COMPARATIVE STUDY
JOURNAL ARTICLE
RANDOMIZED CONTROLLED TRIAL

Dose response to vitamin D supplementation in African Americans: results of a 4-arm, randomized, placebo-controlled trial

Kimmie Ng, Jamil B Scott, Bettina F Drake, Andrew T Chan, Bruce W Hollis, Paulette D Chandler, Gary G Bennett, Edward L Giovannucci, Elizabeth Gonzalez-Suarez, Jeffrey A Meyerhardt, Karen M Emmons, Charles S Fuchs
American Journal of Clinical Nutrition 2014, 99 (3): 587-98
24368437

BACKGROUND: Association studies have suggested that lower circulating 25-hydroxyvitamin D [25(OH)D] in African Americans may partially underlie higher rates of cardiovascular disease and cancer in this population. Nonetheless, the relation between vitamin D supplementation and 25(OH)D concentrations in African Americans remains undefined.

OBJECTIVE: Our primary objective was to determine the dose-response relation between vitamin D and plasma 25(OH)D.

DESIGN: A total of 328 African Americans in Boston, MA, were enrolled over 3 winters from 2007 to 2010 and randomly assigned to receive a placebo or 1000, 2000, or 4000 IU vitamin D₃/d for 3 mo. Subjects completed sociodemographic and dietary questionnaires, and plasma samples were drawn at baseline and 3 and 6 mo.

RESULTS: Median plasma 25(OH)D concentrations at baseline were 15.1, 16.2, 13.9, and 15.7 ng/mL for subjects randomly assigned to receive the placebo or 1000, 2000, or 4000 IU/d, respectively (P = 0.63). The median plasma 25(OH)D concentration at 3 mo differed significantly between supplementation arms at 13.7, 29.7, 34.8, and 45.9 ng/mL, respectively (P < 0.001). An estimated 1640 IU vitamin D₃/d was needed to raise the plasma 25(OH)D concentration to ≥ 20 ng/mL in ≥ 97.5% of participants, whereas a dose of 4000 IU/d was needed to achieve concentrations ≥ 33 ng/mL in ≥ 80% of subjects. No significant hypercalcemia was seen in a subset of participants.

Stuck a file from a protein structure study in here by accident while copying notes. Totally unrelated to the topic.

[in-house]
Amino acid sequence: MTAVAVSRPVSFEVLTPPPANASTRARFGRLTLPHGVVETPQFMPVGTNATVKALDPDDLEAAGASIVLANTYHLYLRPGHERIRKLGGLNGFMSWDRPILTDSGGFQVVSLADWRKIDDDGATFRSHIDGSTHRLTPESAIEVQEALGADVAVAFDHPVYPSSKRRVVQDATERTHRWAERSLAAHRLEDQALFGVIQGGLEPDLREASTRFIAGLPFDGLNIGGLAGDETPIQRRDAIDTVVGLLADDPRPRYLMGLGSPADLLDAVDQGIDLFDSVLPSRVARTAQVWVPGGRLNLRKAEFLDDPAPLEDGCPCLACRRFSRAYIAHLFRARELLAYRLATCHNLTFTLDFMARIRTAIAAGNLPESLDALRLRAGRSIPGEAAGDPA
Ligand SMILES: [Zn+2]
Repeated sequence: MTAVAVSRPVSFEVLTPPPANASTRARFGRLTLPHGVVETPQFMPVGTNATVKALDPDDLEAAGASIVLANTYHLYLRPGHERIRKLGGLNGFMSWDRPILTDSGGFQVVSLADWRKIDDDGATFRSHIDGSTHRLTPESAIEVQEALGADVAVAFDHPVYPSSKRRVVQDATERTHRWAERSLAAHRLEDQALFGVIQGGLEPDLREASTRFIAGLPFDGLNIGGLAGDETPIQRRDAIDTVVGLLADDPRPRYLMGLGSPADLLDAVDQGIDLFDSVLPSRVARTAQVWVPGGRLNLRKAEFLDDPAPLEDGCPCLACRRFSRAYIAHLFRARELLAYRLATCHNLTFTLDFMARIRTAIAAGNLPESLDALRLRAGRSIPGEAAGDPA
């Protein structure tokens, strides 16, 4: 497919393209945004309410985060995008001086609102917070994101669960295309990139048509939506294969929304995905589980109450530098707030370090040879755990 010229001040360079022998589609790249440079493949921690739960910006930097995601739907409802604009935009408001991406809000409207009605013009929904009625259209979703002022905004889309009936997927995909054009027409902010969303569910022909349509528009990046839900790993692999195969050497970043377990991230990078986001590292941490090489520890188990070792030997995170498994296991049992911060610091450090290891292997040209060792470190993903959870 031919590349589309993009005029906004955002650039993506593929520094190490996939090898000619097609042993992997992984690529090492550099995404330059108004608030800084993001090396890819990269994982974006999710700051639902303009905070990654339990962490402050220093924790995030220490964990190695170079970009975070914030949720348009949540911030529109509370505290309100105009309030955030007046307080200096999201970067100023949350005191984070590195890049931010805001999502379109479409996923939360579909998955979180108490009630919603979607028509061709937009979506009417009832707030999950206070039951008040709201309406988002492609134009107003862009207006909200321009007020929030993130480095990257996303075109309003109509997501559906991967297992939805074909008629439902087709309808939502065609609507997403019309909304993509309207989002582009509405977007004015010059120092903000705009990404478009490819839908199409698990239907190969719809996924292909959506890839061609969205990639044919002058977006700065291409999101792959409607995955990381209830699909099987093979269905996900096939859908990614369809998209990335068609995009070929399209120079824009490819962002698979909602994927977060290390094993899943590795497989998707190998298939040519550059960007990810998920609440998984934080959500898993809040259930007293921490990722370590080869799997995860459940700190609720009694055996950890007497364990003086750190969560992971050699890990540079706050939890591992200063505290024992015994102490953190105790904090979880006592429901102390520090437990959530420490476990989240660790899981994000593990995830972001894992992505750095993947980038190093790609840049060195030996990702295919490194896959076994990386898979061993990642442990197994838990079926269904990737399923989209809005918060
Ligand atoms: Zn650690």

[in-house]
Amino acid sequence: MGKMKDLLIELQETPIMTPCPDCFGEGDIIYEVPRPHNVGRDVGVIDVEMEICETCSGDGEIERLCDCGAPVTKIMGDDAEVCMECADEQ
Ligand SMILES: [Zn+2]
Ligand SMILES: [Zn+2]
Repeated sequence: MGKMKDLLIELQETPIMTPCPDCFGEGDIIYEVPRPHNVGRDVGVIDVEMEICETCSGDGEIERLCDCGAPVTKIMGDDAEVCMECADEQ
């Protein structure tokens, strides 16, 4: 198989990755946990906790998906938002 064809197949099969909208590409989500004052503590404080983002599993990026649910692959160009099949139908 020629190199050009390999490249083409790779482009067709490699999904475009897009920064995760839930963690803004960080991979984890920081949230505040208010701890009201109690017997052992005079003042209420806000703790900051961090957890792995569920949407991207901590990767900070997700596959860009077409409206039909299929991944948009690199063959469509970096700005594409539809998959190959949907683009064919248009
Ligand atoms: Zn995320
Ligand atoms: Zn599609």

CONCLUSIONS: Within African Americans, an estimated 1640 IU vitamin D₃/d was required to achieve concentrations of plasma 25(OH)D recommended by the Institute of Medicine, whereas 4000 IU/d was needed to reach concentrations predicted to reduce cancer and cardiovascular disease risk in prospective observational studies. These results may be helpful for informing future trials of disease prevention.

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